Repairing chips, dings and scratches on appliances
By Tom Phelan - ReminderNews
Featured Article - posted Fri., Feb. 17, 2012
You would be a rare person indeed if you have never accidentally scratched - or worse yet, chipped - the enamel or porcelain surface of an appliance, sink or tub. These are things we use every day, so why should we feel so bad about it?
There are so many things that can damage, diminish or mar those shiny appliances, be they white, almond or other any color, and the result is all the same. They look tired, maybe even abused, and they seem to talk to you every now and again, begging for some help. It's the pot, the knife or the tool that comes crashing down with just enough force to chip the porcelain or enamel from the edge of the stove, sink, bathtub, washer, dryer, etc. Of course it is always in a prominent place, visible for you and all your guests to see.
But there are ways to mend the damage and soothe your conscience - at least a little bit. Here are some techniques and solutions that "will make it feel all better."
The most painful among the blemishes are the chips that leave behind the dark surface of the metal beneath. On a washing machine, that initial blemish can begin to rust, making the damage even worse. So it is best not to wait, but to set right to applying a remedy. If what you want to do is try to make it look "almost as good as new" - though it never really will - use an appliance touch-up epoxy or a porcelain chip fix kit. It is important to prepare the surface that you will be repairing. Use steel wool or fine sandpaper to rough up the surface, as well as remove sharp edges or ridges. Then wash it with detergent and water - acetone will also do - and let it dry. If there is rust present, further preparation is required. Read the section below about dealing with rust.
Where the damage is deep - more than just a scratch - you will need to apply several thin coats to build up the surface to match it with the original finish. Don’t rush the process. Read the package directions for the amount of time to allow between coats. Sand lightly between the coats, until you match its height with the surrounding area. 'White' is never really the same white, so don't expect a miracle. There will almost certainly be a slight color difference. If your appliance is something other than white, color matching may be more of a challenge.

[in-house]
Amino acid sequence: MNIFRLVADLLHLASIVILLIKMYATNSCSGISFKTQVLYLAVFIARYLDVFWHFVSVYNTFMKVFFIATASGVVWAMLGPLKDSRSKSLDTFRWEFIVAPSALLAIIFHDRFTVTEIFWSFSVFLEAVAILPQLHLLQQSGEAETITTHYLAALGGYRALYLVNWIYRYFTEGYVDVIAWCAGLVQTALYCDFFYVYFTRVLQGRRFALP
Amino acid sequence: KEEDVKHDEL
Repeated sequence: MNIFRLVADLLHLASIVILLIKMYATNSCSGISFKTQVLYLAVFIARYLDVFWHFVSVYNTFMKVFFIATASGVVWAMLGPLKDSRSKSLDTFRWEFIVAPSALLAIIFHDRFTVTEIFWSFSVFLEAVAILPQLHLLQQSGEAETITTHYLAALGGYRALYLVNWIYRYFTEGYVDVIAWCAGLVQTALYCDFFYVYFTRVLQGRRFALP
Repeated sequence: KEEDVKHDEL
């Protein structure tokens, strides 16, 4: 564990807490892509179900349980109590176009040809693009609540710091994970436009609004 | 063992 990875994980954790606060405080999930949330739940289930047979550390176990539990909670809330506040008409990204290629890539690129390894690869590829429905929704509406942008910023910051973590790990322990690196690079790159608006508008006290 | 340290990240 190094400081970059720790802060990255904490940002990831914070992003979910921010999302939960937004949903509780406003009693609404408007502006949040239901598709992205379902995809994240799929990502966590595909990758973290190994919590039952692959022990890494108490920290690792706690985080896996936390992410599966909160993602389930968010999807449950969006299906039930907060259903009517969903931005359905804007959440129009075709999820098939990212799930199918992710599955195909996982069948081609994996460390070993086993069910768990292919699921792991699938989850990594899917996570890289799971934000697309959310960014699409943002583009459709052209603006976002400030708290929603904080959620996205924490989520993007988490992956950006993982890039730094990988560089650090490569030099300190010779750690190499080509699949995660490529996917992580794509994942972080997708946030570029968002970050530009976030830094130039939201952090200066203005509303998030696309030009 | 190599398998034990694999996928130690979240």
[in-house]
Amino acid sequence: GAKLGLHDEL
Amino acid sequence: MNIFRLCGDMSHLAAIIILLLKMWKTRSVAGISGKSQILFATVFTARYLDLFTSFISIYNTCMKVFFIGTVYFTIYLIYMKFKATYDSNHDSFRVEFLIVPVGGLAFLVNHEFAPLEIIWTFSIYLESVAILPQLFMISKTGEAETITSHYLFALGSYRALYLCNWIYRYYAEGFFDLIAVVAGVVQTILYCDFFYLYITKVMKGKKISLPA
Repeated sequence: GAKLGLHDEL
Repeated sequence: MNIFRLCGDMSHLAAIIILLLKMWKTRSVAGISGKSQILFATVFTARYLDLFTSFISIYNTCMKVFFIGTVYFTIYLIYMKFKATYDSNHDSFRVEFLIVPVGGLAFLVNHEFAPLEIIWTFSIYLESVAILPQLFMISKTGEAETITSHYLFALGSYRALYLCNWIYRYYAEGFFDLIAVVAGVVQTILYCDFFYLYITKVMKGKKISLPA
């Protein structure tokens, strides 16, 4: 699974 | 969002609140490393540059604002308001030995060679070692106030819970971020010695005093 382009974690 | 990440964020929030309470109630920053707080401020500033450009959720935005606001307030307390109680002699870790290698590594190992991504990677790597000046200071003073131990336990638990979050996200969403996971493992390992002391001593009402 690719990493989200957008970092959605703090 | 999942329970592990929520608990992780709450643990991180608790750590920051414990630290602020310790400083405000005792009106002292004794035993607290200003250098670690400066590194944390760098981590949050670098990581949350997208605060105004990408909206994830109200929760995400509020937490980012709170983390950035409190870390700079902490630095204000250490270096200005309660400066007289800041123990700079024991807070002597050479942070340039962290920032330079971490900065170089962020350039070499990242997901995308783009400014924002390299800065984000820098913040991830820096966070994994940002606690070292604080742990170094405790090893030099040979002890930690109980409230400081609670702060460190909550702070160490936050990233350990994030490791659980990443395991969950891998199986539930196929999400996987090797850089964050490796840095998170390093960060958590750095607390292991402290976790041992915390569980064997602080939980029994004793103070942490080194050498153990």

Stovetops and other hot areas present a particular challenge. Carefully read the restrictions on the packaging of the products you evaluate. Most are not suitable for temperatures of more than 200-250 degrees. Porc-a-Fix® is one product that says it will stand up to the high heat of a stove. Still other products are meant to withstand high heat, but they are not gloss enamels, and therefore are not suitable for appliances.
Water can also be a threat. Although these solutions are marketed as touch-up products for appliances, they may not be entirely suitable for sinks, tubs and the like. Some of them make a distinction between "moisture-resistant" and being used on "water immersed" surfaces. So don't expect to cover a blemish in your bathroom sink with the product you used on the front of your dishwasher.
For heavily rusted areas, preparation is ultra-important. Resign yourself to the fact that you likely will not achieve a perfect looking surface once the repair is complete. But something white and glossy - though not necessarily smooth - is better than something that is rough and rusty. Use a wire brush, steel wool and/or sandpaper to remove as much rust as possible. If you can get down to the bare metal, you can use a product such as Rust-oleum® Appliance Epoxy Touch-up or paint. It purports to "stop rust." If the rust is well set in, remove as much as possible, and use a naval jelly product to continue rust removal. Then apply a coat of primer paint and finish with appliance epoxy paint within 24 hours.
Repairing a rusted out blemish on a washing machine or dishwasher can also be functionally important, keeping the rust out of the clothes or the dishwater. What's more, the functional components of these machines can and should last a long time, so touching up the cosmetic aspects makes a lot of sense.